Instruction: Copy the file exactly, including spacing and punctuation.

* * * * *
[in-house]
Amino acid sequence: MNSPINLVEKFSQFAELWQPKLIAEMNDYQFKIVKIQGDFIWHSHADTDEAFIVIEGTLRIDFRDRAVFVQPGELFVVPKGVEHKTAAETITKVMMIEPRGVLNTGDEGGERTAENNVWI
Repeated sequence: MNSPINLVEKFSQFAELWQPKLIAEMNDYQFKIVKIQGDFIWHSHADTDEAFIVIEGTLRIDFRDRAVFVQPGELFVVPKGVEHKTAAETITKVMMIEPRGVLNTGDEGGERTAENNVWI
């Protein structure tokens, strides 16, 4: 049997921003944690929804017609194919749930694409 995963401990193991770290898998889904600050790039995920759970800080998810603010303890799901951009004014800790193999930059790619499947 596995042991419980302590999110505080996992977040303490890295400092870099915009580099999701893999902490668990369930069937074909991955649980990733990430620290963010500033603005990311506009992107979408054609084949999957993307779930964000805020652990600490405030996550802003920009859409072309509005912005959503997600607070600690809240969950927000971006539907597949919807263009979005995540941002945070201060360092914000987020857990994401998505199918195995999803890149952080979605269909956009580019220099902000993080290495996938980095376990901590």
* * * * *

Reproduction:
[in-house]
Amino acid sequence: MNSPINLVEKFSQFAELWQPKLIAEMNDYQFKIVKIQGDFIWHSHADTDEAFIVIEGTLRIDFRDRAVFVQPGELFVVPKGVEHKTAAETITKVMMIEPRGVLNTGDEGGERTAENNVWI
Repeated sequence: MNSPINLVEKFSQFAELWQPKLIAEMNDYQFKIVKIQGDFIWHSHADTDEAFIVIEGTLRIDFRDRAVFVQPGELFVVPKGVEHKTAAETITKVMMIEPRGVLNTGDEGGERTAENNVWI
């Protein structure tokens, strides 16, 4: 049997921003944690929804017609194919749930694409 995963401990193991770290898998889904600050790039995920759970800080998810603010303890799901951009004014800790193999930059790619499947 596995042991419980302590999110505080996992977040303490890295400092870099915009580099999701893999902490668990369930069937074909991955649980990733990430620290963010500033603005990311506009992107979408054609084949999957993307779930964000805020652990600490405030996550802003920009859409072309509005912005959503997600607070600690809240969950927000971006539907597949919807263009979005995540941002945070201060360092914000987020857990994401998505199918195995999803890149952080979605269909956009580019220099902000993080290495996938980095376990901590």